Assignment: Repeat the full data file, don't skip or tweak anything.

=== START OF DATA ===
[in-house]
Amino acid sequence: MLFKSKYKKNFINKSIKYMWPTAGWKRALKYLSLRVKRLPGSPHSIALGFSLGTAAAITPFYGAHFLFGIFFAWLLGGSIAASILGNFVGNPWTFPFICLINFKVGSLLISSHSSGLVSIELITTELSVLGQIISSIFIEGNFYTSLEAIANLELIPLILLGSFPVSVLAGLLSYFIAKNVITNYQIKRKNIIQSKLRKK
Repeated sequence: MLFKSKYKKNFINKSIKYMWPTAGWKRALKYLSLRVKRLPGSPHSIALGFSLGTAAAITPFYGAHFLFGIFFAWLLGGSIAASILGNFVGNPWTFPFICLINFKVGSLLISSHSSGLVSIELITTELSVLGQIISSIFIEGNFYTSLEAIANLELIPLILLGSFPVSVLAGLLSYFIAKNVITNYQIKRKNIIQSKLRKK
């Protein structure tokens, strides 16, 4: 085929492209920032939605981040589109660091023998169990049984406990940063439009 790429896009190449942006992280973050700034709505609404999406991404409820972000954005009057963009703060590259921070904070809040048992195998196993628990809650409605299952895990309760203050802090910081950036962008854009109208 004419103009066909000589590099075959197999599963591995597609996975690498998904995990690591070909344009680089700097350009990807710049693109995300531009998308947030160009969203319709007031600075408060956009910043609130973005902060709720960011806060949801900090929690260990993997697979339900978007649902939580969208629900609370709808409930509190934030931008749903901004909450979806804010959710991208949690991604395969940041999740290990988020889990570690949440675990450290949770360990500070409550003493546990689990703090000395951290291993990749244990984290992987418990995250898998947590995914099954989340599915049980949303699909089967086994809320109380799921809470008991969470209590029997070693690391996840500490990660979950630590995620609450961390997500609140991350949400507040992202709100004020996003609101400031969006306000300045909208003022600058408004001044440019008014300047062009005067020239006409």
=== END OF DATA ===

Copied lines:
[in-house]
Amino acid sequence: MLFKSKYKKNFINKSIKYMWPTAGWKRALKYLSLRVKRLPGSPHSIALGFSLGTAAAITPFYGAHFLFGIFFAWLLGGSIAASILGNFVGNPWTFPFICLINFKVGSLLISSHSSGLVSIELITTELSVLGQIISSIFIEGNFYTSLEAIANLELIPLILLGSFPVSVLAGLLSYFIAKNVITNYQIKRKNIIQSKLRKK
Repeated sequence: MLFKSKYKKNFINKSIKYMWPTAGWKRALKYLSLRVKRLPGSPHSIALGFSLGTAAAITPFYGAHFLFGIFFAWLLGGSIAASILGNFVGNPWTFPFICLINFKVGSLLISSHSSGLVSIELITTELSVLGQIISSIFIEGNFYTSLEAIANLELIPLILLGSFPVSVLAGLLSYFIAKNVITNYQIKRKNIIQSKLRKK
């Protein structure tokens, strides 16, 4: 085929492209920032939605981040589109660091023998169990049984406990940063439009 790429896009190449942006992280973050700034709505609404999406991404409820972000954005009057963009703060590259921070904070809040048992195998196993628990809650409605299952895990309760203050802090910081950036962008854009109208 004419103009066909000589590099075959197999599963591995597609996975690498998904995990690591070909344009680089700097350009990807710049693109995300531009998308947030160009969203319709007031600075408060956009910043609130973005902060709720960011806060949801900090929690260990993997697979339900978007649902939580969208629900609370709808409930509190934030931008749903901004909450979806804010959710991208949690991604395969940041999740290990988020889990570690949440675990450290949770360990500070409550003493546990689990703090000395951290291993990749244990984290992987418990995250898998947590995914099954989340599915049980949303699909089967086994809320109380799921809470008991969470209590029997070693690391996840500490990660979950630590995620609450961390997500609140991350949400507040992202709100004020996003609101400031969006306000300045909208003022600058408004001044440019008014300047062009005067020239006409």